The ball-handling ability is what separates Amen from Ausar, and Amen’s passing ability has really impressed evaluators. He made close to 75% of his shots at the rim this past season for OTE. The key question mark is his shooting ability from the outside. Thompson is very unproven in that department, and that’s something for a shot doctor to figure out. The burst that he can provide in the open floor combined with an elite ability to distribute and a willingness to work are all reasons to believe that Thompson can be a key piece for the evolution of a franchise.

5. Detroit Pistons: Ausar Thompson, SF, Overtime Elite 

The 6-6 Ausar Thompson is one of the best athletes in his class and uses his elite leaping ability to get on the glass, while also being very switchable on defense. His high motor and athleticism are reasons to believe that he could be a stopper at the next level. While he’s a better shooter than his brother, Ausar still has to grow in that area especially because he’s not a primary ball handler.

6. Orlando Magic: Anthony Black, PG, Arkansas 

A four-sport athlete growing up and a football star in high school, Black was a late bloomer on the hoops scene. At 6-foot-6 and 210 pounds, Black’s quickness and hops allow for him to do some really special things on the run and at the rim. His feel for the game and elite passing ability are major positives, and the way he can push the tempo and produce in transition is special. His footwork is really good and that allows him to be one of the best defenders in this class as well. He’s got really active hands and swarms opposing guards whether they’re putting up a shot or trying to handle the ball.

Simply put, Black’s IQ is through the roof. It all comes down to the shot mechanics for him. Everything else is there for him to be successful.

7. Washington Wizards (from Indiana): Bilal Coulibaly, SF, Metropolitans 92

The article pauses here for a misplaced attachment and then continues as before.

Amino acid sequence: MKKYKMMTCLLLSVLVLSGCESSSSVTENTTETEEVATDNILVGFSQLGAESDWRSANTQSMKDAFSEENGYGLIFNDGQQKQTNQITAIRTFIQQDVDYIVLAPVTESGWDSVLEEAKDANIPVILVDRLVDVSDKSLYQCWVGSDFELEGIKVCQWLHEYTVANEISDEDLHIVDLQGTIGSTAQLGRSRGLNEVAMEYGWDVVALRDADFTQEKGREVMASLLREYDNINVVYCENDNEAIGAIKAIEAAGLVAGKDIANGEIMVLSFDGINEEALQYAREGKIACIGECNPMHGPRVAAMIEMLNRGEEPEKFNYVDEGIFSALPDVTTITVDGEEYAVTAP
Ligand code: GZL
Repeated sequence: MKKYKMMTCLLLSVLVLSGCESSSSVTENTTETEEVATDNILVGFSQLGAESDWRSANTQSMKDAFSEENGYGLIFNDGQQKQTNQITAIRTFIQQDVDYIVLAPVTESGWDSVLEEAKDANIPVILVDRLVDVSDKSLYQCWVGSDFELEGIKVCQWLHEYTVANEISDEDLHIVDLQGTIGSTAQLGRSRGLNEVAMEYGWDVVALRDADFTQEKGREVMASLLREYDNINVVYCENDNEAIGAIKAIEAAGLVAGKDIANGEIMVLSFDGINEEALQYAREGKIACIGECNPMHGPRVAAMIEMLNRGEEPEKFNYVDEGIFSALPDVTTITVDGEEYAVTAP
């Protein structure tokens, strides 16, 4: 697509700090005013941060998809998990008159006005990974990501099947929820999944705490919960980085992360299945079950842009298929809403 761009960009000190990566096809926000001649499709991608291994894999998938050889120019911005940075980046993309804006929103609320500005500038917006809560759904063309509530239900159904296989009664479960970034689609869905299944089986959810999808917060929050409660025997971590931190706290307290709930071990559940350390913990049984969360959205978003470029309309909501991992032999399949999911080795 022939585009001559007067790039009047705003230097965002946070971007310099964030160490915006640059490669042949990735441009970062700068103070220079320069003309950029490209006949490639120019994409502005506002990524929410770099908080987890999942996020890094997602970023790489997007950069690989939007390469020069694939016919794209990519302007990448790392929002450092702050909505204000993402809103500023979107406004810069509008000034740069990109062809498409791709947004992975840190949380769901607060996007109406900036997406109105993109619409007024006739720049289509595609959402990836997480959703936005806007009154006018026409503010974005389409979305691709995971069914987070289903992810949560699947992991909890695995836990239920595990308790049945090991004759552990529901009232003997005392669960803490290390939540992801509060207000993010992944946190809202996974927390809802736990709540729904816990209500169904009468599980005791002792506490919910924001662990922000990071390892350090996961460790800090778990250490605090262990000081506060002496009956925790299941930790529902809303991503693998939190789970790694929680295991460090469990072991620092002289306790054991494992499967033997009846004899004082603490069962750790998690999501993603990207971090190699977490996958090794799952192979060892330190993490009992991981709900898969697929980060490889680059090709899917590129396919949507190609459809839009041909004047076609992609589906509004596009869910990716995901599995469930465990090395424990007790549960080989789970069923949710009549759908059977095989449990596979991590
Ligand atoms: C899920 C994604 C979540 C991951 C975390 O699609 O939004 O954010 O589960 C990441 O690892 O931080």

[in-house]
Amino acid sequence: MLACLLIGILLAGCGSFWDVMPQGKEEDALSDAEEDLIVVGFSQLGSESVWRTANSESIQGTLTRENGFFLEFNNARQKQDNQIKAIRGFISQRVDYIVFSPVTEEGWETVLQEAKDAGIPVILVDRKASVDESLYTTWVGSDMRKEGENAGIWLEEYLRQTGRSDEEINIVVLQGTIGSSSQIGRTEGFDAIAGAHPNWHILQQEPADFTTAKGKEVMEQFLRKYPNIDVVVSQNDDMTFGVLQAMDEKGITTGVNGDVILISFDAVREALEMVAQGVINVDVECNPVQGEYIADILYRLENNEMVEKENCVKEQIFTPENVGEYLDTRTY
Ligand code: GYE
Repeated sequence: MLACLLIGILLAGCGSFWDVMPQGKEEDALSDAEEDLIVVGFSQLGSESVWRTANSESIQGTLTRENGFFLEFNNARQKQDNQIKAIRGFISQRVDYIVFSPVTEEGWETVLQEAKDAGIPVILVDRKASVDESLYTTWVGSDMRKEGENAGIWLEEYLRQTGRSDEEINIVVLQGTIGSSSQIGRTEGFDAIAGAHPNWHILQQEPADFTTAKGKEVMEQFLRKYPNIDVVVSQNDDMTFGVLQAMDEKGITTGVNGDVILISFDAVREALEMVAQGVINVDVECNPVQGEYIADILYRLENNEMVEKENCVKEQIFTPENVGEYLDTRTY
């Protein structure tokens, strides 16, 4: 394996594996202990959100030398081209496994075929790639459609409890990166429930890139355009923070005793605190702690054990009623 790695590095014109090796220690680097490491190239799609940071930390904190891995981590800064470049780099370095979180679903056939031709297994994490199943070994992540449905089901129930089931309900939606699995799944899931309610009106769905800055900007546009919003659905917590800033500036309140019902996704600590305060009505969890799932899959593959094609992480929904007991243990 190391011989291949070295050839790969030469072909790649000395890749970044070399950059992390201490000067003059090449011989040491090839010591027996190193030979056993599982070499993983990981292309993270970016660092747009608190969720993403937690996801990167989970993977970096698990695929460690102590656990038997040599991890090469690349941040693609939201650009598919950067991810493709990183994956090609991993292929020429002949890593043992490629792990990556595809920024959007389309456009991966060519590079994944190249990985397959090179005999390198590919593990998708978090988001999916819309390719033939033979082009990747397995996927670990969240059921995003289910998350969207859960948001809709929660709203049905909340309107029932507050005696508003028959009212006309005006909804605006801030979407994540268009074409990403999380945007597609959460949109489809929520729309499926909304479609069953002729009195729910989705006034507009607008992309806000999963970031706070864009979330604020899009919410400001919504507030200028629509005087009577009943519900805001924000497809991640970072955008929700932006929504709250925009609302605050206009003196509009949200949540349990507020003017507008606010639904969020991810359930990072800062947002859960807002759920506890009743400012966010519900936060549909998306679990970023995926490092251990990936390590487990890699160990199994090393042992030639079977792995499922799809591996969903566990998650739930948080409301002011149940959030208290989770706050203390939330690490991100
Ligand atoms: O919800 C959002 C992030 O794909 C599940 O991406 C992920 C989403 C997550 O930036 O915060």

Coulibaly is a fascinating prospect at 6-foot-6 with a 7-foot-2 wingspan. A teammate of Victor Wembanyama’s on Metropolitans 92 in France, Coulibaly carries a wide variety of potential outcomes in the league. But at 18 years of age, his defensive aggressiveness and ability to get downhill in transition are what makes him such a high upside prospect.

While the jumper has potential, he’s not a high volume shooter and his game is so raw, it feels like he’s still trying to figure out his role in the half court. For a late bloomer that is a project and needs some developing, an organization that has assets and is willing to experiment with someone who could be a stud if everything pans out is likely the fit for Coulibaly.

8. Indiana Pacers (from Washington): Jarace Walker, PF, Houston 

Built like a football player, Walker is one of, if not the most physical defender in this draft class while also being able to cover a lot of ground. His limitless motor, strength and quickness are all major positives, contributing to a versatile skill set that led him to averaged 11 points and seven rebounds per game in his lone season for the Cougars.

Part of the conundrum surrounding Walker is how a team views him. Because he is a bit of a tweener at 6-foot-7, but 250 pounds, there’s a debate of whether or not he’s playing the wing/forward slot or if he’s guarding bigs. The bigger factor is his scoring because the shot is inconsistent. He possesses a floater game but the shot mechanics themselves need some work. If you’re willing to buy that the 19-year-old could pan out for his feel and shot technique offensively, there’s reason to believe Walker could be a legit star because of how unique of a physical, stout frame that he has. 

9. Utah Jazz: Taylor Hendricks, PF, UCF

At 6-foot-8 with a 7-foot-1 wingspan, his verticality and athleticism is what makes him such an intriguing prospect. Hendricks is a high-level shot blocker who can cover a lot of ground and is switchable from one through four. Offensively, Hendricks shot close to 40% from 3-point range this past season, which is a big reason his stock has risen. He fits the 3-and-D mold, and while there are some concerns about him as a ball handler and playmaker, to be switchable and capable from beyond the arc at his size is such a desired trait in the NBA.

10. Oklahoma City Thunder (via Dallas): Cason Wallace, PG, Kentucky

Cason Wallace is the hooper of this draft class. At 6-foot-3 with a 6-foot-9 wingspan, his athleticism and strength allow for him to be a tough defender. He really locks in on that end of the floor and knows where to be at all times. His shot is solid, having gone 35% from downtown in his freshman year with the Wildcats.